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Meuse-Argonne American Cemetery, outside of Romagne, France

Grace Darling Siebold was prominent in Republican political circles, a personal friend to the wife of the future president, Calvin Coolidge. Grace’s son George was a 23-year-old realtor when the United States entered the war in April, 1917. Mother and son alike were enthusiastic supporters of the war effort. George enlisted to serve during the first few days.

George Siebold found civilian life, dull. Life in military aviation was anything but. Only the daring flew the rickety, unreliable aircraft of World War 1. It was said you knew the pilots not by the goggles and scarves they wore but rather the slings and the crutches. George got his wish. He would train outside of Toronto to fly for the Royal Flying Corps out of British Canada. He married his sweetheart Kathryn and shipped, out the following day.

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Gold Star Mother’s Monument At The Putnam County (NY) Veteran Memorial Park, photograph by James Connor

George sent frequent letters home to his newlywed wife Kathryn and to his mother, Grace. Grace focused on volunteer efforts visiting the wounded in hospital and helping to found American War Mothers forming a mutual support network and organizing hospital visits. George sailed the North Atlantic in January 1918, writing home how the troop ship in front of his took a torpedo, and sank. Once in France he joined the 148th aero squadron, a unit of American flyers serving under British officers. He wrote letters every week, with tales dogfights, crashed enemy aircraft and even a citation he received from the British government, for distinguished service.

Then in September, the letters stopped. A week went by and then a second, and a third. Grace searched the hospital wards for her son and finally reached out to the War Department. She was told the government didn’t “keep tabs” on those under British command.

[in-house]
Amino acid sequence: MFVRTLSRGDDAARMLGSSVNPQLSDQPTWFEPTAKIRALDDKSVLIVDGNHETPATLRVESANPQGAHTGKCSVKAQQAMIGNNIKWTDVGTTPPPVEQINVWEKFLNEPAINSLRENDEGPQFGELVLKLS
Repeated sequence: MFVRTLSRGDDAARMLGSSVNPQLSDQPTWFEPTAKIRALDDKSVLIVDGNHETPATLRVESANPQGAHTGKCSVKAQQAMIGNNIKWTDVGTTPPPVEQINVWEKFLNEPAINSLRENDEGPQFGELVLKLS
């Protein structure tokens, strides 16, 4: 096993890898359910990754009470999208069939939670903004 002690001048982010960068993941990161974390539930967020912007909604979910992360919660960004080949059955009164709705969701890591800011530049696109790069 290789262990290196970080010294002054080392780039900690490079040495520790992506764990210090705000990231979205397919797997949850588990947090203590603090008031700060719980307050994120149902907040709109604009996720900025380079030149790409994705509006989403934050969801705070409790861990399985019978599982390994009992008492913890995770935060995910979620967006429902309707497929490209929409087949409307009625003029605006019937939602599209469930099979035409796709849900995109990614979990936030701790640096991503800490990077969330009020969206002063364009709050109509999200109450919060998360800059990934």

There’s a story that Grace Siebold received a box on Christmas eve. The label read “Effects of deceased officer 1st Lieutenant George Vaughn Siebold, attached to the 148th Aero Squadron, British Royal Flying Corps”. The story isn’t entirely true the box arrived in October. Two weeks later, the war was over.

“Grief” she later explained “if self-contained, is self-destructive.” Grace continued to work with wounded veterans and reached out to other mothers of the fallen, providing consolation and the opportunity to take up the cause, just as Grace herself had done.

With two sons “over there” US Army Captain Robert L. Queissner created what is now called the “service flag” depicting a blue star, for every family member in the military during times of hostilities . If that service member was killed the blue star was replaced, with a gold star.

President Woodrow Wilson is believed to have coined the term, “Gold Star Mother”. In May of that year, Wilson approved a suggestion from the Women’s Committee of the Council of National Defenses, that such women wear black bands on the left arm bearing a gilt star for every family member who had given his life, on behalf of the nation.

A friend who lost her son Mark in Fallujah, calls it that most exclusive of clubs, no one ever wanted to join.

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Founded by Grace Siebold, American Gold Star Mothers Inc was established in 1929. In 1936, a joint resolution of congress designated the last Sunday in September Gold Star Mothers Day. President Franklin Roosevelt noted that “the American mother is the greatest source of the country’s strength and inspiration.” “We honor ourselves and the mothers of America” he said, “when we revere and give emphasis to the home as the fountainhead of the state.”

Today, Title 36 § 111 of the United States Code provides that the last Sunday in September be observed as Gold Star Mother’s Day, requesting that the president “issue a proclamation calling on United States Government officials to display the flag of the United States on all Government buildings, and the people of the United States to display the flag and hold appropriate meetings at homes, churches, or other suitable places, on Gold Star Mother’s Day as a public expression of the love, sorrow, and reverence of the people for Gold Star Mothers”.

“Gold Star Mothers, who suffered the loss of a son or daughter killed while serving in the military, joined thousands at the Vietnam War Memorial in Washington, D.C., for a Veterans Day ceremony and the 15th Anniversary Commemoration of the Vietnam Women’s Memorial, Nov. 11, 2008. DoD photo by Army Staff Sgt. Michael J. Carde”